Would you push the button?


Have you seen the two-part documentary ‘The Secret Life of the Manic Depressive’ by Stephen Fry? If you live with bipolar disorder, or have a friend or family who does, it is highly recommended viewing.

At the end of the final episode, Stephen Fry had asked the people he’d interviewed whether if they had the option of being free from bipolar disorder by pressing a red button, would they press it? Surprisingly, most said they would not. They felt it would take away a fundamental part of themselves that they had come to love and value.

I thought very hard about this.  There are most definitely times where I would most definitely love to be free of the illness…

I have been diagnosed with schizoaffective disorder, and have suffered immense crippling, suicidal depressions, where I truly have no longer wanted to take another breath. I have fought with the demons inside my tortured mind, prayed for mercy and begged for my fragmented thoughts to cease, as I launched my fragile skull at yet another solid wall and burned away the pain of such torment with a flame,  the sharpness snapping at my consciousness like a welcome intruder. The days and months of indescribable exhaustion, festering in a bottomless pit of dark, forboding thoughts, desperate to escape from a place where every tick of the clock was an eternity in hades.

There are times when I am avoiding the mountain of debtors letters, brought on by yet another manic spree of irresponsible and unfettered spending. And then the years where I am sinking in a sea of debt, struggling to appease my creditors, after the manic season is over.

There was the time I almost lost custody of my son. Its not easy being an unpredictably unstable mother with the label of a serious mental illness hanging over her head. Every battle I have fought to save my son, has fortified my soul a thousand-fold, and my one determined resolution is that I have a duty to stay well for my son’s sake, and the sake of his daddy in Heaven.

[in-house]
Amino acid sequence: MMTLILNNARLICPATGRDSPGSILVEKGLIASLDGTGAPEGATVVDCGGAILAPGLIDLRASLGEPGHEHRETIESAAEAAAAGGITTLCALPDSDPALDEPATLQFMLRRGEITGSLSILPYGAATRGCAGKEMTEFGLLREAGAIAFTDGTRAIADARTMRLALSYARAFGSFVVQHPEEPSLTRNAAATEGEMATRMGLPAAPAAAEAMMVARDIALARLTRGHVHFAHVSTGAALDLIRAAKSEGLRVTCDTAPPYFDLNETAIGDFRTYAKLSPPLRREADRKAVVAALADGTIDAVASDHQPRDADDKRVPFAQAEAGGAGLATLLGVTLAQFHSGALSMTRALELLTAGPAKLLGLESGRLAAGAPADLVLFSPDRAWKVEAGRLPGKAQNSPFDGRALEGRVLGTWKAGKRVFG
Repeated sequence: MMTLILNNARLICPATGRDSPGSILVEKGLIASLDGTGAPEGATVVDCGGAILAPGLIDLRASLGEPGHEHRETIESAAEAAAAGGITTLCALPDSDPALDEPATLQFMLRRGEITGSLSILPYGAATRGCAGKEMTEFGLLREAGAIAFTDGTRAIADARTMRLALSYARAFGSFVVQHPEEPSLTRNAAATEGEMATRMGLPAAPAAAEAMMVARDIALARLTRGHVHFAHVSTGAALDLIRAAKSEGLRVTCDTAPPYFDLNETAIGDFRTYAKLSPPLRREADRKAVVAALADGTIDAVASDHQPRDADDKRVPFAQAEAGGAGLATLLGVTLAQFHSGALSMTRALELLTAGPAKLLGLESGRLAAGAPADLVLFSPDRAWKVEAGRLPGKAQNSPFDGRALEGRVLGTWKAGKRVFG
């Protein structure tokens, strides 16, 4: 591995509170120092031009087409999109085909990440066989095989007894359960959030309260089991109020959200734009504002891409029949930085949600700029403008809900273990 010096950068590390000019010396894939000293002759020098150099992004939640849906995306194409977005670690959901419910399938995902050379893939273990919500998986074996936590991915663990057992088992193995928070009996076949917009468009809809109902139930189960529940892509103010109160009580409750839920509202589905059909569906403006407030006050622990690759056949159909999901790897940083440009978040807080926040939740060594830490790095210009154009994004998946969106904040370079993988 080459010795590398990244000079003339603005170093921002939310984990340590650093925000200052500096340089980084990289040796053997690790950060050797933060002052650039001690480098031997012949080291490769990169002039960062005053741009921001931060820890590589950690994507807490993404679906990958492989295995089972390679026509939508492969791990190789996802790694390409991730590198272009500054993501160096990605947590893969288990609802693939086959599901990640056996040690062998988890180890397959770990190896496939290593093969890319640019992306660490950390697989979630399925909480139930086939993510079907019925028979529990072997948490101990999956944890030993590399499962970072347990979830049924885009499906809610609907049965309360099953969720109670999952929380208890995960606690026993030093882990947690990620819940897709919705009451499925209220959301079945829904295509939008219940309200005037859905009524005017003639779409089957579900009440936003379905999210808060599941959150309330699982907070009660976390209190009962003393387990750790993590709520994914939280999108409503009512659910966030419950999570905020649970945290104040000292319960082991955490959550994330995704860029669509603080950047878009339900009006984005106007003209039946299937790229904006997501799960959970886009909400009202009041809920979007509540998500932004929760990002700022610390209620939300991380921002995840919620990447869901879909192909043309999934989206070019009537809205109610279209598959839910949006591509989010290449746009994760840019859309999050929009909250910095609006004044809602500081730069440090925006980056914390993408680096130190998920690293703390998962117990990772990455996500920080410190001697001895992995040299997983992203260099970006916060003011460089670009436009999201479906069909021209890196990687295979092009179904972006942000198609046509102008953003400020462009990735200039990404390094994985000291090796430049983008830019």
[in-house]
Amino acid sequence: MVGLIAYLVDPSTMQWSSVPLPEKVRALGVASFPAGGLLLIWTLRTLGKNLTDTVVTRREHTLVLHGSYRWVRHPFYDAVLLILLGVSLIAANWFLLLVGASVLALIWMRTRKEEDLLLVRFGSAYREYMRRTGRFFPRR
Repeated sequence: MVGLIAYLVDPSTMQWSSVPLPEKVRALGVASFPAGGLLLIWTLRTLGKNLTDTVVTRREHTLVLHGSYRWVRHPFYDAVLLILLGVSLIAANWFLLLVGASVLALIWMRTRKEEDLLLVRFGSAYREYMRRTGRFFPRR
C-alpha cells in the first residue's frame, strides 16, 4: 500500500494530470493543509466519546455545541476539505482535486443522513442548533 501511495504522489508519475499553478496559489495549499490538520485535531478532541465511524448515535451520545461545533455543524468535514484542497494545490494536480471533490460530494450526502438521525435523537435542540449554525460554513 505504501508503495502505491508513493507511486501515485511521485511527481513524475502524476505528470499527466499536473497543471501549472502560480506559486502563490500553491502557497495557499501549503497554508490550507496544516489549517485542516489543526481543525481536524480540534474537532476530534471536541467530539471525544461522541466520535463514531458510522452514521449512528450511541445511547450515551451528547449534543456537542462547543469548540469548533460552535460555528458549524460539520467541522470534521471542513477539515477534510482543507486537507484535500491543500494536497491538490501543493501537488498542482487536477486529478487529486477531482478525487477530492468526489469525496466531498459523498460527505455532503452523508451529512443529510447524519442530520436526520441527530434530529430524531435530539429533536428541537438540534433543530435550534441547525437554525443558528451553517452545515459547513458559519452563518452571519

But for all the terrifying and disturbing aspects of this illness, there are parts of it which I have grown to love.

I swear I owe my creativity and drive to the manic aspects of my illness. Those flashes of inspiration at 3 in the morning, the pure creative energy surging through my mind, the limitless energy and enthusiasm. The sensation of every atom and cell of your being alive and stimulated and … so hard to describe but just an incredible feeling!

Even the psychoses have been an incredible experience, well the positive ones anyhow. Sitting in the garden, at the dead of night, the stars gleaming in the sky above, being in telepathic communication with other beings from far galaxies in the universe, is an exciting experience. Being the reincarnation of the blessed Virgin Mary is also quite remarkable. The buzz of hearing music that you just know was written for you personally is quite flattering. I know, its not real, but it was fun.

So if you asked me whether I would push the button to free myself of my disorder, I think the answer would have to be no, as I have grown to accept my condition and without it, I would just not be the same Sarah.

What about you? What would you do?


Published by

Sarah L Drury

proud autism mum

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